 Fast particles move in large circles and slow ones in small circles
 All particles with the same charge-to-mass ratio have the same period.
Copyright R. Janow Fall 2015
 The rotation direction for a positive and negative particles is opposite.
Cyclotron particle accelerator
Early nuclear physics research, Biomedical applications
magnetic
field
gap
• Inject charged particles in center at S
• Charged plates (“Dees”) reverse polarity
of E field in gap to accelerate particles as
they cross, using c.
• Particles spiral out in magnetic
field as they gain KE and are detected.
mv
r
qB
• Frequency of polarity reversal can be
constant! It does not depend on speed
or radius of path.
c 
2 qB

c
m
Copyright R. Janow Fall 2015
Earth’s field shields us from the Solar
Wind and produces the Aurora
Earth’s magnetic field deflects charged
solar wind particles (via Lorentz force)
. Protects Earth
. Makes life possible (magnetosphere).
Some solar wind particles
spiral around the Earth’s
magnetic field lines producing
the Aurora at high latitudes.
They can also be trapped.
Copyright R. Janow Fall 2015
Circulating Charged Particle
9-3: The figures show circular paths of two particles having the same speed in a
uniform magnetic field B, which is directed into the page. One particle is a proton;
the other is an electron (much less massive). Which figure is physically reasonable?
r
B
A
D
C
E
Copyright R. Janow Fall 2015
mv
qB
Charged particle in both E and B fields
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


 
Add the electrostatic
Ftot  ma
Ftot  qE  qv  B
also
and magnetic forces
Does F = ma change if you observe this while moving at constant velocity v’?
Velocity Selector: Crossed E and B fields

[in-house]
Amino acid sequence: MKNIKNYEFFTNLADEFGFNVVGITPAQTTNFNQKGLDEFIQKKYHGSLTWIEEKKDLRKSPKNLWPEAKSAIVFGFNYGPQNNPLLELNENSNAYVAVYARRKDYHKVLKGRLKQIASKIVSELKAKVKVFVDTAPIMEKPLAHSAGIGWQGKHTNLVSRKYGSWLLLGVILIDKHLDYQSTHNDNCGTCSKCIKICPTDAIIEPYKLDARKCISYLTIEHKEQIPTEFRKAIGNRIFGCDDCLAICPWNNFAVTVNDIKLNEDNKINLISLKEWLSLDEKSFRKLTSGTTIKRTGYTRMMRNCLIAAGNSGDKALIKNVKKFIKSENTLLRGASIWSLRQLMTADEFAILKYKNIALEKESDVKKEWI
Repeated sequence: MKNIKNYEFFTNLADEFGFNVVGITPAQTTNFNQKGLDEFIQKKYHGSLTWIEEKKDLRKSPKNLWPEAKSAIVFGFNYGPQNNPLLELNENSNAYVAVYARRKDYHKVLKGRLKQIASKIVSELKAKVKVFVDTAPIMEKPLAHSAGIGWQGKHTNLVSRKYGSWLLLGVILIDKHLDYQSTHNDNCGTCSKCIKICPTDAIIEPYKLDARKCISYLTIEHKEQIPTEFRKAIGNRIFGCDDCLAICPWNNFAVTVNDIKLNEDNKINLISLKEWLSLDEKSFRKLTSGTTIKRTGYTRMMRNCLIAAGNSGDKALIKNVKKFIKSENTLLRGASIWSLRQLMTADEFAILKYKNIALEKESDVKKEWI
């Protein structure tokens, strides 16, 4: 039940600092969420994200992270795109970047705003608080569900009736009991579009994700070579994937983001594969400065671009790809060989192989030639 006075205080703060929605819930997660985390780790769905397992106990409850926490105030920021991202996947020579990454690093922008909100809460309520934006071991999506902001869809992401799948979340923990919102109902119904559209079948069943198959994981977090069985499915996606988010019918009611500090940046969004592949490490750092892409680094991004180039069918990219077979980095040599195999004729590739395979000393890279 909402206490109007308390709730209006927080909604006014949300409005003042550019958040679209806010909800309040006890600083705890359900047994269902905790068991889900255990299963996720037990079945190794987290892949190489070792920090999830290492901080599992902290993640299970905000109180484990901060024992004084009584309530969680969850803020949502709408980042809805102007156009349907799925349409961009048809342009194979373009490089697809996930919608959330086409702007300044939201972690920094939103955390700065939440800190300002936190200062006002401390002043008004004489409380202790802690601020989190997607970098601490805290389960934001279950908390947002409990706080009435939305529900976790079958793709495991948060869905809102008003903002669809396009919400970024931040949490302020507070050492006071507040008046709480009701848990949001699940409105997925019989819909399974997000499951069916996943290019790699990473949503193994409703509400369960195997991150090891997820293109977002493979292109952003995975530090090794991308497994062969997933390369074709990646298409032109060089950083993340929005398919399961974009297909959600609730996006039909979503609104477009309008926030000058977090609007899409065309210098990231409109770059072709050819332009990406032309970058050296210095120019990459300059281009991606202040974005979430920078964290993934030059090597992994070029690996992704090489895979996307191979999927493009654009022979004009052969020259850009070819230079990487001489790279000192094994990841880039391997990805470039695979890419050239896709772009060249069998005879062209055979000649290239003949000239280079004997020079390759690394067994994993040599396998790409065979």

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B

E
OUT
• B out of paper
• E up and normal to B
• + charge
• v normal to both E & B

v


Fe  qE  (up)

Fm  qv  B (down)
Equilibrium
when...

Ftot  0
CONVENTION
qE  qvB
v  E /B
• Independent of charge q
• Charges with speed v are un-deflected
Copyright
R. Janow
• Can select particles with a particular
velocity
IN
FBD of q
E
Fe
B
v
Fm
OPPOSED
FORCES
Fall 2015
Measuring e/m ratio for the electron (J. J. Thompson, 1897)
+
+
+

E
+
CRT
screen
+
L
y
e-
electron
gun
-
For E = 0, B = 0 beam hits center of screen
Add E field in –y direction…
 y = deflection of beam from center
Add a crossed B field (into page, E remains)
FM points along –y, opposite to FE (negative charge)
-
FE,y  qE  ma y
-
-
-
e ay

m E
q-e
y  21 ayt 2  ay  2y/t2

 
FM   ev  B


FE  eE
Adjust B until beam deflection = 0 (FE cancels FM) to find vx and time t
when y  0
BL
t
E
vx  E / B
2y
E2
 a y  2  2y 2 2
t
BL
flight time t = L / vx ( vx is constant)
e
E
 2y 2 2  1.76 x 1011 C/kg
m
BL
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Mass spectrometer - Another cyclotron effect device:
Separates molecules with different charge/mass ratios
v
r
some types use
velocity selector here
2qV
m
mv
qB
Ionized molecules or
isotopes are accelerated
• varying masses & q/m
• same potential V
ionized particles follow
separate radii, forming a
“mass spectrum”
1 2mV
r
B
q
q
2V
 2 2
m Br
Molecular mass
Mass spectrum of a peptide
shows the isotopic
distribution.
Relative abundances are
plotted as functions of the
ratio of mass m to charge z.
Copyright R. Janow Fall 2015
Force due to crossed E and B fields
9-4: The figure shows four possible directions for the velocity
vector v of a positively charged particle moving through a
uniform electric field E (into the page) and a uniform magnetic
field B (pointing to the right). The speed is E/B.
Which direction of velocity produces the greatest magnitude of
the net force?
E
A
D
v
v
v
v
B
C


 
Fnet  qE  qV  B
Copyright R. Janow Fall 2015